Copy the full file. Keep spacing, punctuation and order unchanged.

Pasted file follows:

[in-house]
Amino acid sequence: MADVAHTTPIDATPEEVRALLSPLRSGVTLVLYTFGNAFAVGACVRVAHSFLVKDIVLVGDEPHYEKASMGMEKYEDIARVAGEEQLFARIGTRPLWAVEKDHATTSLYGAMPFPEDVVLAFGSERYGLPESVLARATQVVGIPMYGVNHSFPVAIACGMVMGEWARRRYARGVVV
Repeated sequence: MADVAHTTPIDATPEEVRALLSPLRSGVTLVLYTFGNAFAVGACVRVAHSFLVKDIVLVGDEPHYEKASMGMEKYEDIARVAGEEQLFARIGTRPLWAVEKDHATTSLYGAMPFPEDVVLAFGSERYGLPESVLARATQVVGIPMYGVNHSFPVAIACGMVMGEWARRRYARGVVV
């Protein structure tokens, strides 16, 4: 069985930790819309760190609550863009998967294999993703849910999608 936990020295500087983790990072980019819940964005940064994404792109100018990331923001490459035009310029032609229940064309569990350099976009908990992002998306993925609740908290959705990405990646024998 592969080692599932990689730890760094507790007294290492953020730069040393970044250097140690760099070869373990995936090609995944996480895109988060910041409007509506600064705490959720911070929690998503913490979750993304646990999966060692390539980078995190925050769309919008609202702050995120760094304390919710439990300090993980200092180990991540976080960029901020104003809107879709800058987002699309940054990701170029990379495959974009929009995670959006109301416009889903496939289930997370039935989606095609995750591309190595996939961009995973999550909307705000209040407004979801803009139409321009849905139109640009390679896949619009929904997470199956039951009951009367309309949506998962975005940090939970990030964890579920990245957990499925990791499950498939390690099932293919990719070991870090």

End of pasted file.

[in-house]
Amino acid sequence: MADVAHTTPIDATPEEVRALLSPLRSGVTLVLYTFGNAFAVGACVRVAHSFLVKDIVLVGDEPHYEKASMGMEKYEDIARVAGEEQLFARIGTRPLWAVEKDHATTSLYGAMPFPEDVVLAFGSERYGLPESVLARATQVVGIPMYGVNHSFPVAIACGMVMGEWARRRYARGVVV
Repeated sequence: MADVAHTTPIDATPEEVRALLSPLRSGVTLVLYTFGNAFAVGACVRVAHSFLVKDIVLVGDEPHYEKASMGMEKYEDIARVAGEEQLFARIGTRPLWAVEKDHATTSLYGAMPFPEDVVLAFGSERYGLPESVLARATQVVGIPMYGVNHSFPVAIACGMVMGEWARRRYARGVVV
């Protein structure tokens, strides 16, 4: 069985930790819309760190609550863009998967294999993703849910999608 936990020295500087983790990072980019819940964005940064994404792109100018990331923001490459035009310029032609229940064309569990350099976009908990992002998306993925609740908290959705990405990646024998 592969080692599932990689730890760094507790007294290492953020730069040393970044250097140690760099070869373990995936090609995944996480895109988060910041409007509506600064705490959720911070929690998503913490979750993304646990999966060692390539980078995190925050769309919008609202702050995120760094304390919710439990300090993980200092180990991540976080960029901020104003809107879709800058987002699309940054990701170029990379495959974009929009995670959006109301416009889903496939289930997370039935989606095609995750591309190595996939961009995973999550909307705000209040407004979801803009139409321009849905139109640009390679896949619009929904997470199956039951009951009367309309949506998962975005940090939970990030964890579920990245957990499925990791499950498939390690099932293919990719070991870090």